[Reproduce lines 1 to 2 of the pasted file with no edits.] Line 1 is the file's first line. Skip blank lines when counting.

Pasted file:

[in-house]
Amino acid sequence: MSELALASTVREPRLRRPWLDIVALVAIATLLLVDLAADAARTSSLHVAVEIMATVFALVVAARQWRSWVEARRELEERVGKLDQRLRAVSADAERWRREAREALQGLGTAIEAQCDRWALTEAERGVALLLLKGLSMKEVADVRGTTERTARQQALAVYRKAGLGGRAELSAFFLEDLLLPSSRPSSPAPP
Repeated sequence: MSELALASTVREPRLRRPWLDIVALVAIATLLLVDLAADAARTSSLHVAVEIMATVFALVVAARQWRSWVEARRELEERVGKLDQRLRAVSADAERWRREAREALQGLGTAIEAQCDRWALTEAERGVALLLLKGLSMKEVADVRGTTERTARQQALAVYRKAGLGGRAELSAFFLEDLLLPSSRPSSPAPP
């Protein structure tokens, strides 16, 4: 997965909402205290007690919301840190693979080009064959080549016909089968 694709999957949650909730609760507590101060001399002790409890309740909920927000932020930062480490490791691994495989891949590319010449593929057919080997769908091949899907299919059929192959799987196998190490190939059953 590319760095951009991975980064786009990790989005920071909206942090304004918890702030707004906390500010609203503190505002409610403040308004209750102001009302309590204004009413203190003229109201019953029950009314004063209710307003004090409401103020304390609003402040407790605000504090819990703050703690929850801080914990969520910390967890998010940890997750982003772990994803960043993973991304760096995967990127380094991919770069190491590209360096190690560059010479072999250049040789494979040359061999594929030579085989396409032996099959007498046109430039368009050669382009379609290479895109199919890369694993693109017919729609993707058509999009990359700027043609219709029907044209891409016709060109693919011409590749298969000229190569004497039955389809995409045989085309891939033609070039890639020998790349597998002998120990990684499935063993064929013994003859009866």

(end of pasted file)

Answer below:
[in-house]
Amino acid sequence: MSELALASTVREPRLRRPWLDIVALVAIATLLLVDLAADAARTSSLHVAVEIMATVFALVVAARQWRSWVEARRELEERVGKLDQRLRAVSADAERWRREAREALQGLGTAIEAQCDRWALTEAERGVALLLLKGLSMKEVADVRGTTERTARQQALAVYRKAGLGGRAELSAFFLEDLLLPSSRPSSPAPP